Disclosure: Past performance does not guarantee future results. We have taken this information from sources that we believe to be reliable and accurate. Hennion and Walsh cannot guarantee the accuracy of said information and cannot be held liable. You cannot invest directly in an index. Diversification can help mitigate the risk and volatility in your portfolio but does not ensure a profit or guarantee against loss. Hennion & Walsh Asset Management currently has allocations within its managed money program and Hennion & Walsh currently has allocations within certain SmartTrust® Unit Investment Trusts (UITs) consistent with several of the portfolio management ideas for consideration cited above.

    Investing in foreign securities presents certain risks not associated with domestic investments, such as currency fluctuation, political and economic instability, and different accounting standards. This may result in greater share price volatility. These risks are heightened in emerging markets.

    There are special risks associated with an investment in real estate, including credit risk, interest rate fluctuations and the impact of varied economic conditions. Distributions from REIT investments are taxed at the owner’s tax bracket.

    The prices of small company and mid-cap stocks are generally more volatile than large company stocks. They often involve higher risks because smaller companies may lack the management expertise, financial resources, product diversification and competitive strengths to endure adverse economic conditions.

    Investing in commodities is not suitable for all investors. Exposure to the commodities markets may subject an investment to greater share price volatility than an investment in traditional equity or debt securities. Investments in commodities may be affected by changes in overall market movements, commodity index volatility, changes in interest rates or factors affecting a particular industry or commodity.

    Products that invest in commodities may employ more complex strategies which may expose investors to additional risks.

    Investing in fixed income securities involves certain risks such as market risk if sold prior to maturity and credit risk especially if investing in high yield bonds, which have lower ratings and are subject to greater volatility. All fixed income investments may be worth less than the original cost upon redemption or maturity. Bond Prices fluctuate inversely to changes in interest rates. Therefore, a general rise in interest rates can result in the decline of the value of your investment.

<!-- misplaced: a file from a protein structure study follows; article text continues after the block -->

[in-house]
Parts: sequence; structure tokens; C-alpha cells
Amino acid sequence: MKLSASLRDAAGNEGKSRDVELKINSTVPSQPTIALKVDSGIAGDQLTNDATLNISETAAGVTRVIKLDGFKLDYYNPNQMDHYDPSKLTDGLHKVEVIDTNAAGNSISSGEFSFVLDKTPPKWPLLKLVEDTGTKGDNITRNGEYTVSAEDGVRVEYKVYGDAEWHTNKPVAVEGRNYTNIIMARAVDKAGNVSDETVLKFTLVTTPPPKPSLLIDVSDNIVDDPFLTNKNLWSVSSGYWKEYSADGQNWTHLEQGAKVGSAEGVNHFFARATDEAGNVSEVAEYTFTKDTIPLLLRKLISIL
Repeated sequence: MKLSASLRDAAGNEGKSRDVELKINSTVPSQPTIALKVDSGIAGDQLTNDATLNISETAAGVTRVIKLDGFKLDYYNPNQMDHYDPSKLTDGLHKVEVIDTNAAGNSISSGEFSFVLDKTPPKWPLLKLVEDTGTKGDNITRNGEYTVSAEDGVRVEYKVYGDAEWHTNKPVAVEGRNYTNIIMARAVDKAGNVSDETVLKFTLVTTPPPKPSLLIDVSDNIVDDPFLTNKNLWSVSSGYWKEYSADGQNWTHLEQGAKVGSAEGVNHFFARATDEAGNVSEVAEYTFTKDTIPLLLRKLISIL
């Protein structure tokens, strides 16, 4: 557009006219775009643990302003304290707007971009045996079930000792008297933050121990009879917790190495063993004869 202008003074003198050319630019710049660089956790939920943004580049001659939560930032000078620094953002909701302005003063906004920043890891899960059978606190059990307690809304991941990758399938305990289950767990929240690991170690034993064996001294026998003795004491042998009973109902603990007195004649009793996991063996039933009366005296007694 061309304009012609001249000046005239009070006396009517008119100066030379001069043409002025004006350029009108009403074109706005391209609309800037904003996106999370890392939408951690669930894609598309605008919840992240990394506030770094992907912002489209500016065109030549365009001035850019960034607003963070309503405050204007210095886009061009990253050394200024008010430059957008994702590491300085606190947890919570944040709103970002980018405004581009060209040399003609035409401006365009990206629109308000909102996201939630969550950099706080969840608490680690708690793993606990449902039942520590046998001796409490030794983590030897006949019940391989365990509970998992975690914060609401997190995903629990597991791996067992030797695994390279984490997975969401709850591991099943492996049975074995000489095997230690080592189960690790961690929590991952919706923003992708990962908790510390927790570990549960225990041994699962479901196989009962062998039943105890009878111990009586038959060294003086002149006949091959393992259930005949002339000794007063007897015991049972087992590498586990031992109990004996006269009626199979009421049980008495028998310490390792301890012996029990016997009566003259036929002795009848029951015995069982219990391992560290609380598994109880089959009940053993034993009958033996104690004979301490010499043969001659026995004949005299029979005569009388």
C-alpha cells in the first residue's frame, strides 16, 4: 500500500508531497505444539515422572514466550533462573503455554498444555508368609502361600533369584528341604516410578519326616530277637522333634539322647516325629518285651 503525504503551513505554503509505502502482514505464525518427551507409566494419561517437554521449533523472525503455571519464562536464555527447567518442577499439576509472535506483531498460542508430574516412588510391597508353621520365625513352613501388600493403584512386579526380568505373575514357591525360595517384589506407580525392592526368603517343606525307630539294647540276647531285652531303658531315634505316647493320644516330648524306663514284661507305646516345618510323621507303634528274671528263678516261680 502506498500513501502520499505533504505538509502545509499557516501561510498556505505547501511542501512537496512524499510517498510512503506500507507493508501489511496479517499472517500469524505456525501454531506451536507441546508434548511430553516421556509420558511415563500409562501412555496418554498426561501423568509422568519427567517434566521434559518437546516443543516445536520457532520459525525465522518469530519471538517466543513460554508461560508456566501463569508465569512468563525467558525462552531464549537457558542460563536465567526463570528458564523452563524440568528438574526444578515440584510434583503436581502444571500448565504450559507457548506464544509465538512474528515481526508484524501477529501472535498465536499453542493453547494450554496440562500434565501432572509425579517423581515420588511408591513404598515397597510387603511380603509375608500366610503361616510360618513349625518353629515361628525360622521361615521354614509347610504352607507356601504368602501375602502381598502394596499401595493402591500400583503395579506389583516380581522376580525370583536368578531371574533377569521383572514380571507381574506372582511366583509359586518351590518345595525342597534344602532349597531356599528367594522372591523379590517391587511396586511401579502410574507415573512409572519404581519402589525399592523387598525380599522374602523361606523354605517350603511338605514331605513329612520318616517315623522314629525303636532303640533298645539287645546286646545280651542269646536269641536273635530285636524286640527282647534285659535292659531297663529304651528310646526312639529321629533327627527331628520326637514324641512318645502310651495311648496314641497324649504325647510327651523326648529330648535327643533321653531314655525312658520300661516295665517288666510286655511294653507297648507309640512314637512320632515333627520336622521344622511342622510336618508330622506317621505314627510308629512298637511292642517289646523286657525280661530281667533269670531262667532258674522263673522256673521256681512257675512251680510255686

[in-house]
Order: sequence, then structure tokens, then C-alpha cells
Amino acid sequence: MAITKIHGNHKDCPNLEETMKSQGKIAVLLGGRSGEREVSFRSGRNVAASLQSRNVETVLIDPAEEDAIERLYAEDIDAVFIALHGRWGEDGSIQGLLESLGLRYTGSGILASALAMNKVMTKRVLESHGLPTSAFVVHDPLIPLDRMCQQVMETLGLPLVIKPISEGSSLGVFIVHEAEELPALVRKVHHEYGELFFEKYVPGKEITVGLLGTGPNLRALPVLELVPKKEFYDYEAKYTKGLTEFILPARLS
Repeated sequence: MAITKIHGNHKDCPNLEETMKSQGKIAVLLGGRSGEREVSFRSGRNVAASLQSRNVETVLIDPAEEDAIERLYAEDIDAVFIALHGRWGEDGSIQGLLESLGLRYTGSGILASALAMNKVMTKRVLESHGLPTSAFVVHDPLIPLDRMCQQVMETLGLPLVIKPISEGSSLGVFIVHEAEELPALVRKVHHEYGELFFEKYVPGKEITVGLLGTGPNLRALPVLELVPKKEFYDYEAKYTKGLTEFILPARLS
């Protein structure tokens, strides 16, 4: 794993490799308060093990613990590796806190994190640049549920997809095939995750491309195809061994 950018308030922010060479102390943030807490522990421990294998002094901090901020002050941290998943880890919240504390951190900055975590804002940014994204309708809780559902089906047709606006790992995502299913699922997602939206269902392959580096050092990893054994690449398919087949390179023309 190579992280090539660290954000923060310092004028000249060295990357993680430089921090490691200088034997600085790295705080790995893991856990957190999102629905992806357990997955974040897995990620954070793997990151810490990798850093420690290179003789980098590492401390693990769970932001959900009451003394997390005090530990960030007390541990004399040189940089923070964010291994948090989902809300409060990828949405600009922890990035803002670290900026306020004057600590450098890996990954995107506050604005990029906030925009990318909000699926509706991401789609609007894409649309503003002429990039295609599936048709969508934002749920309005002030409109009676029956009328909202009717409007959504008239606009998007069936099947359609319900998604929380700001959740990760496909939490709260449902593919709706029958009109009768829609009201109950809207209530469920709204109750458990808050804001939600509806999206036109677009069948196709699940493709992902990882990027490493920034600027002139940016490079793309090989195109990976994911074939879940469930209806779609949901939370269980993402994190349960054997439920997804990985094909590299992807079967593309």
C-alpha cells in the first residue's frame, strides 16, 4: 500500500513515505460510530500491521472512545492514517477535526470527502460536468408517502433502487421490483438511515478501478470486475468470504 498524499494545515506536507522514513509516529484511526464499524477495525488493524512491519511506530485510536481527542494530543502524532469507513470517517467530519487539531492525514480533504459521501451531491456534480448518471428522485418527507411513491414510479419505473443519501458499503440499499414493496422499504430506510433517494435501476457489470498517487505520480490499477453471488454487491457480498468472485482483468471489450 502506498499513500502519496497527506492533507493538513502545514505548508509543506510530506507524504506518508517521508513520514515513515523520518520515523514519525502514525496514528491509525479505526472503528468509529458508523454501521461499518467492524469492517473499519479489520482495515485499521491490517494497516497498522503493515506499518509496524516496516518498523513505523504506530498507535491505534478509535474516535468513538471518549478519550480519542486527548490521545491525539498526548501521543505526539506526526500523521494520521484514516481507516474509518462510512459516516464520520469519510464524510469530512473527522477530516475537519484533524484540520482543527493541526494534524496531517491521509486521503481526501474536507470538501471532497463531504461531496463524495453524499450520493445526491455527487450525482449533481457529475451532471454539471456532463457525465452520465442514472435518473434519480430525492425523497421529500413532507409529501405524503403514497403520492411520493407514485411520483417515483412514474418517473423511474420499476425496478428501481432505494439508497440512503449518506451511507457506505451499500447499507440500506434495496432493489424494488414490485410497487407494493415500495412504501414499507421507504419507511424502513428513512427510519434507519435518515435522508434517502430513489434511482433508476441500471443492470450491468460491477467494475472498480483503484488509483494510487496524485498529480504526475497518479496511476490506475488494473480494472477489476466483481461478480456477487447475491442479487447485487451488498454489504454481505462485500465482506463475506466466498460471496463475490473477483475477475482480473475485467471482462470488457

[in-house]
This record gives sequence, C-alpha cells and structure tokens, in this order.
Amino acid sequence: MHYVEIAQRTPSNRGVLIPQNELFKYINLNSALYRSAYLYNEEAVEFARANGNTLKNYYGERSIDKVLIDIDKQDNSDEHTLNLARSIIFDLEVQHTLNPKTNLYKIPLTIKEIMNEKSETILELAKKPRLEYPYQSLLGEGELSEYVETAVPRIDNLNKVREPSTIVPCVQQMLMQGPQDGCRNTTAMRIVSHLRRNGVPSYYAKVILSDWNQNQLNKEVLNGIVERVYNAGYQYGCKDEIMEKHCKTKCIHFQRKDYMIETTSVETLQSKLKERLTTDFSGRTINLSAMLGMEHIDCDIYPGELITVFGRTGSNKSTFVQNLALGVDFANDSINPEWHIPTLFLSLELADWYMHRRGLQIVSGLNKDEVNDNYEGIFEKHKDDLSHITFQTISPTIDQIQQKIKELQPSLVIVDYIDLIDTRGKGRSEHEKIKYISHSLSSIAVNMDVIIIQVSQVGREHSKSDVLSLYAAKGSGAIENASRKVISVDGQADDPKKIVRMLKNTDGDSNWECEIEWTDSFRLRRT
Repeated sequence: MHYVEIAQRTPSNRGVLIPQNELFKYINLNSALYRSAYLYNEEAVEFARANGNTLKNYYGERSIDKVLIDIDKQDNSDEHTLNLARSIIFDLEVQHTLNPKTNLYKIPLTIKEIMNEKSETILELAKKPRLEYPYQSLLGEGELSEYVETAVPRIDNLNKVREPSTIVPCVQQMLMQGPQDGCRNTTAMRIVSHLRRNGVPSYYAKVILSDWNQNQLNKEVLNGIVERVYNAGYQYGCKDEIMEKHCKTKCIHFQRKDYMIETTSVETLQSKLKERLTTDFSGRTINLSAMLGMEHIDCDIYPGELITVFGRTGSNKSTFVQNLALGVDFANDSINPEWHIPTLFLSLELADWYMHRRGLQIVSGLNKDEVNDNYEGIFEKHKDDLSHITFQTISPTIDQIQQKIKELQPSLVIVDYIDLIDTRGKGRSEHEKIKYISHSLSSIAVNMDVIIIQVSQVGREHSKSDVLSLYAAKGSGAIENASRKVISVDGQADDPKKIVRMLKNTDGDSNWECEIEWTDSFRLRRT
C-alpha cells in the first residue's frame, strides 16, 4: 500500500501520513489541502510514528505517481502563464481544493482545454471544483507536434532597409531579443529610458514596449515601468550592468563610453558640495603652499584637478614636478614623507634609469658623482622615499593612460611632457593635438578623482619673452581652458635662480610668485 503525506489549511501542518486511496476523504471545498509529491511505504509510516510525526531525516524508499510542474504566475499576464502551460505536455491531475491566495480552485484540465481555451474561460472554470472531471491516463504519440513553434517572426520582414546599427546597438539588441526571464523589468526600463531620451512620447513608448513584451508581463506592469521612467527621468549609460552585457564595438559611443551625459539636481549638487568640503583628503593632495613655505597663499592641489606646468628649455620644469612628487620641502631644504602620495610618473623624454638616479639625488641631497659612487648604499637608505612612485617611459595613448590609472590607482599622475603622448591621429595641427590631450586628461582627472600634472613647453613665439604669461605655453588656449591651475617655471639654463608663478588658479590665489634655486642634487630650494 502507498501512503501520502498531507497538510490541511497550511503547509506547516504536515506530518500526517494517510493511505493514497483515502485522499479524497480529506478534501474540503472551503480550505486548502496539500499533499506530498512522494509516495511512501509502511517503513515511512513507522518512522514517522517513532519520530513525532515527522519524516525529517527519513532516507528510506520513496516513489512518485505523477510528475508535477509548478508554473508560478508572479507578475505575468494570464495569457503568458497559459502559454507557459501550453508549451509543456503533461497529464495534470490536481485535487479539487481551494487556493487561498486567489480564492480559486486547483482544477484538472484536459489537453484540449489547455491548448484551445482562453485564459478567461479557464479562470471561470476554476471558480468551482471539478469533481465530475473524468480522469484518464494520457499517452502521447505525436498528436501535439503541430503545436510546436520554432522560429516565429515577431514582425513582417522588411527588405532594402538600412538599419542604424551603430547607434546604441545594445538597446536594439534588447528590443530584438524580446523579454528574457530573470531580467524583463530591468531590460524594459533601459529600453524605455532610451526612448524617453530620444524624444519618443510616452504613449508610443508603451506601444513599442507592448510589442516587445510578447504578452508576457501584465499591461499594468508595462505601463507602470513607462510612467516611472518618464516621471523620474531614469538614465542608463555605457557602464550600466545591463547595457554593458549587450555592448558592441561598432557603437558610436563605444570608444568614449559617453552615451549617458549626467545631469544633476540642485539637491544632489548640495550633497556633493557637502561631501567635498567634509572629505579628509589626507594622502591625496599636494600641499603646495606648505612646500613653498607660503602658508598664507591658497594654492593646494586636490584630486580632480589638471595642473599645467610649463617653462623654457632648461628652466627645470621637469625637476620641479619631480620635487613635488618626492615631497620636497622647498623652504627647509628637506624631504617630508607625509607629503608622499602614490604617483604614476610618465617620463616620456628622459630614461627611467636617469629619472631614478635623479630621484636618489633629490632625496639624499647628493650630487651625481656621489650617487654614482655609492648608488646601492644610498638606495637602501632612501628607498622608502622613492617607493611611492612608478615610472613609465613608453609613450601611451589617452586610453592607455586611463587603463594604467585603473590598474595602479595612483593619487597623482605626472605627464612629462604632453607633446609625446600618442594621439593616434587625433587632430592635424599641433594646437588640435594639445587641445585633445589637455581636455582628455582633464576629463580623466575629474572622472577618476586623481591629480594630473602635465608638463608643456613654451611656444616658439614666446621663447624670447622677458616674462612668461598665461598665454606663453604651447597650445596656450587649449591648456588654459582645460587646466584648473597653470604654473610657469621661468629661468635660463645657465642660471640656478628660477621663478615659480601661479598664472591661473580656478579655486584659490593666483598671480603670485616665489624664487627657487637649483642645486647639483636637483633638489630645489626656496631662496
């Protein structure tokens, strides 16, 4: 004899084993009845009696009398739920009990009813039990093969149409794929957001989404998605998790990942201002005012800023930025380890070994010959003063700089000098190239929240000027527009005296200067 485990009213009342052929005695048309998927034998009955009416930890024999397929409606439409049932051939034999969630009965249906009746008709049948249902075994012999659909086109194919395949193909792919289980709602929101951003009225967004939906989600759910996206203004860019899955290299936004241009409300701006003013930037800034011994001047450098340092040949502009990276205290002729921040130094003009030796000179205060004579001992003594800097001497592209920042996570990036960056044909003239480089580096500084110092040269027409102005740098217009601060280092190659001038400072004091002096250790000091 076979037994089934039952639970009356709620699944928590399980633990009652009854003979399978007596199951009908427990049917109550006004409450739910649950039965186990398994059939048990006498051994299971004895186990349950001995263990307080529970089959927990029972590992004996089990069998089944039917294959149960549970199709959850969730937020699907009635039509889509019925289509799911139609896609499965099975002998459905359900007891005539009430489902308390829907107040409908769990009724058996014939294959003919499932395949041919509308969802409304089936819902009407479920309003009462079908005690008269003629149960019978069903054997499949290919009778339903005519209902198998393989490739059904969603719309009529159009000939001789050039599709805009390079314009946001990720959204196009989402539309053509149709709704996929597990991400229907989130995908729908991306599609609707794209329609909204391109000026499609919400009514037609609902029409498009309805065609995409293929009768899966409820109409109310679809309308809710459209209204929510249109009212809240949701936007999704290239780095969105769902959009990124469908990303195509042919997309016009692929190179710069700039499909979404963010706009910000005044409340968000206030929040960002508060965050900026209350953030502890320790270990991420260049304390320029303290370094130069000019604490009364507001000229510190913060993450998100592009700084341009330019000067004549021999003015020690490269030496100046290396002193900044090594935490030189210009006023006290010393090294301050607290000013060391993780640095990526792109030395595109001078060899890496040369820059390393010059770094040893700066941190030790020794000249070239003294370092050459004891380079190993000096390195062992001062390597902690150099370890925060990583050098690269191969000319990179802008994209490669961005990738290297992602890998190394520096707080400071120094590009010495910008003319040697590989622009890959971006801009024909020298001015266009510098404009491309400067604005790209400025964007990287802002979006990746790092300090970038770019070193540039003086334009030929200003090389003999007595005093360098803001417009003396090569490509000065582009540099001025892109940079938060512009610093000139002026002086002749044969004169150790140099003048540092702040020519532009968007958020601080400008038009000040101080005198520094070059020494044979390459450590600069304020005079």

MSCI- EAFE: The Morgan Stanley Capital International Europe, Australasia and Far East Index, a free float-adjusted market capitalization index that is designed to measure developed-market equity performance, excluding the United States and Canada.

    MSCI-Emerging Markets: The Morgan Stanley Capital International Emerging Market Index, is a free float-adjusted market capitalization index that is designed to measure the performance of global emerging markets of about 25 emerging economies.

    Russell 3000: The Russell 3000 measures the performance of the 3000 largest US companies based on total market capitalization and represents about 98% of the investible US Equity market.

    ML BOFA US Corp Mstr [Merill Lynch US Corporate Master]: The Merrill Lynch Corporate Master Market Index is a statistical composite tracking the performance of the entire US corporate bond market over time.

    ML Muni Master [Merill Lynch US Corporate Master]: The Merrill Lynch Municipal Bond Master Index is a broad measure of the municipal fixed income market.

    Investors cannot directly purchase any index.

    LIBOR, London Interbank Offered Rate, is the rate of interest at which banks offer to lend money to one another in the wholesale money markets in London.

    The Dow Jones Industrial Average is an unweighted index of 30 “blue-chip” industrial U.S. stocks.

    The S&P Midcap 400 Index is a capitalization-weighted index measuring the performance of the mid-range sector of the U.S. stock market, and represents approximately 7% of the total market value of U.S. equities. Companies in the Index fall between S&P 500 Index and the S&P SmallCap 600 Index in size: between $1-4 billion.

    DJ Equity REIT Index represents all publicly traded real estate investment trusts in the Dow Jones U.S. stock universe classified as Equity REITs according to the S&P Dow Jones Indices REIT Industry Classification Hierarchy. These companies are REITs that primarily own and operate income-producing real estate.